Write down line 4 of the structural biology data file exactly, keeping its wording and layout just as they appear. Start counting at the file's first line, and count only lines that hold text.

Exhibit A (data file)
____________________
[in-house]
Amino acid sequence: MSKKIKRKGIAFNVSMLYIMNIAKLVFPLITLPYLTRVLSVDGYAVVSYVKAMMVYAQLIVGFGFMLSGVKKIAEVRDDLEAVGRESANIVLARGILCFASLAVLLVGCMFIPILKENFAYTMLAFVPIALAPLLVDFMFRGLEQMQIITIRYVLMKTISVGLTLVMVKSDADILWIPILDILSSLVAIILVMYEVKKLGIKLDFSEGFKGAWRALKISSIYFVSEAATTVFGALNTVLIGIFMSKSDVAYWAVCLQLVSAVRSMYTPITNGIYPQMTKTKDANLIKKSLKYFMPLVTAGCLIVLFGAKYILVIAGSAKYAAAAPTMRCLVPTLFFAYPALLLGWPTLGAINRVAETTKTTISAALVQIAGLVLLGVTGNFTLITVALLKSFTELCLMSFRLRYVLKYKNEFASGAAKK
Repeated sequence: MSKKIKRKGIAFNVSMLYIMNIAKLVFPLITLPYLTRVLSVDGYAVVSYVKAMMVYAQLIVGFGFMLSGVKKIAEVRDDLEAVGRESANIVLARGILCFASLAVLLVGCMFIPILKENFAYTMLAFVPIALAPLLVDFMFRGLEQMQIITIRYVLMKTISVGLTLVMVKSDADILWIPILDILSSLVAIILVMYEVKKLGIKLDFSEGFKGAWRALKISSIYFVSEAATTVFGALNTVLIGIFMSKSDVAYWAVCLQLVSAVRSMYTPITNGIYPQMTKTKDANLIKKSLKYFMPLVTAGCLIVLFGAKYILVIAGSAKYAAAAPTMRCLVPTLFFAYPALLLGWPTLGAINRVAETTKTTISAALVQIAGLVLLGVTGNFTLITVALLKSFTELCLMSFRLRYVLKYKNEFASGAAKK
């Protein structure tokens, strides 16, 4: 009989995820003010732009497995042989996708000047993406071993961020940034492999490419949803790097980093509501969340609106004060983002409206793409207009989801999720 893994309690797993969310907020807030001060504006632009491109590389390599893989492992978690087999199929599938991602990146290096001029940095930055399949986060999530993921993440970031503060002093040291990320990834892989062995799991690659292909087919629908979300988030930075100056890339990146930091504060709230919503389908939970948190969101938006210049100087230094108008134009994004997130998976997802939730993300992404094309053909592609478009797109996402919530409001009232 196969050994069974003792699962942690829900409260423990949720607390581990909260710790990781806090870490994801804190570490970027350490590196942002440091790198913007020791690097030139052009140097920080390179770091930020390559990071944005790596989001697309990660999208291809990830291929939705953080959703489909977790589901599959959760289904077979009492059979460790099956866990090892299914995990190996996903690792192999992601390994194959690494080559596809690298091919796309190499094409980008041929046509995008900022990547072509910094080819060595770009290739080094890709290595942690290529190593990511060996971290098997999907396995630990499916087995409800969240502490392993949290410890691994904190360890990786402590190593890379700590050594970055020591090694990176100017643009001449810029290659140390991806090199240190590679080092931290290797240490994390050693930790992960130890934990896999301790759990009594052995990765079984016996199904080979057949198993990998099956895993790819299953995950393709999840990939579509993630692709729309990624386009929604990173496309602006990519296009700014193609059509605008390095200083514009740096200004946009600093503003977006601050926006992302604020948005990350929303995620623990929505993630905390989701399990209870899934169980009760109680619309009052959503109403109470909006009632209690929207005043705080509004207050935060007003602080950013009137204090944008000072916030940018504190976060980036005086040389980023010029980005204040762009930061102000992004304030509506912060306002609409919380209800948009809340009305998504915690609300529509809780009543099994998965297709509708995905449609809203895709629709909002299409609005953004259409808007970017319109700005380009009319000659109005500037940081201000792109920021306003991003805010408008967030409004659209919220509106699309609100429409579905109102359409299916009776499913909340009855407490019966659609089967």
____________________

């Protein structure tokens, strides 16, 4: 009989995820003010732009497995042989996708000047993406071993961020940034492999490419949803790097980093509501969340609106004060983002409206793409207009989801999720 893994309690797993969310907020807030001060504006632009491109590389390599893989492992978690087999199929599938991602990146290096001029940095930055399949986060999530993921993440970031503060002093040291990320990834892989062995799991690659292909087919629908979300988030930075100056890339990146930091504060709230919503389908939970948190969101938006210049100087230094108008134009994004997130998976997802939730993300992404094309053909592609478009797109996402919530409001009232 196969050994069974003792699962942690829900409260423990949720607390581990909260710790990781806090870490994801804190570490970027350490590196942002440091790198913007020791690097030139052009140097920080390179770091930020390559990071944005790596989001697309990660999208291809990830291929939705953080959703489909977790589901599959959760289904077979009492059979460790099956866990090892299914995990190996996903690792192999992601390994194959690494080559596809690298091919796309190499094409980008041929046509995008900022990547072509910094080819060595770009290739080094890709290595942690290529190593990511060996971290098997999907396995630990499916087995409800969240502490392993949290410890691994904190360890990786402590190593890379700590050594970055020591090694990176100017643009001449810029290659140390991806090199240190590679080092931290290797240490994390050693930790992960130890934990896999301790759990009594052995990765079984016996199904080979057949198993990998099956895993790819299953995950393709999840990939579509993630692709729309990624386009929604990173496309602006990519296009700014193609059509605008390095200083514009740096200004946009600093503003977006601050926006992302604020948005990350929303995620623990929505993630905390989701399990209870899934169980009760109680619309009052959503109403109470909006009632209690929207005043705080509004207050935060007003602080950013009137204090944008000072916030940018504190976060980036005086040389980023010029980005204040762009930061102000992004304030509506912060306002609409919380209800948009809340009305998504915690609300529509809780009543099994998965297709509708995905449609809203895709629709909002299409609005953004259409808007970017319109700005380009009319000659109005500037940081201000792109920021306003991003805010408008967030409004659209919220509106699309609100429409579905109102359409299916009776499913909340009855407490019966659609089967």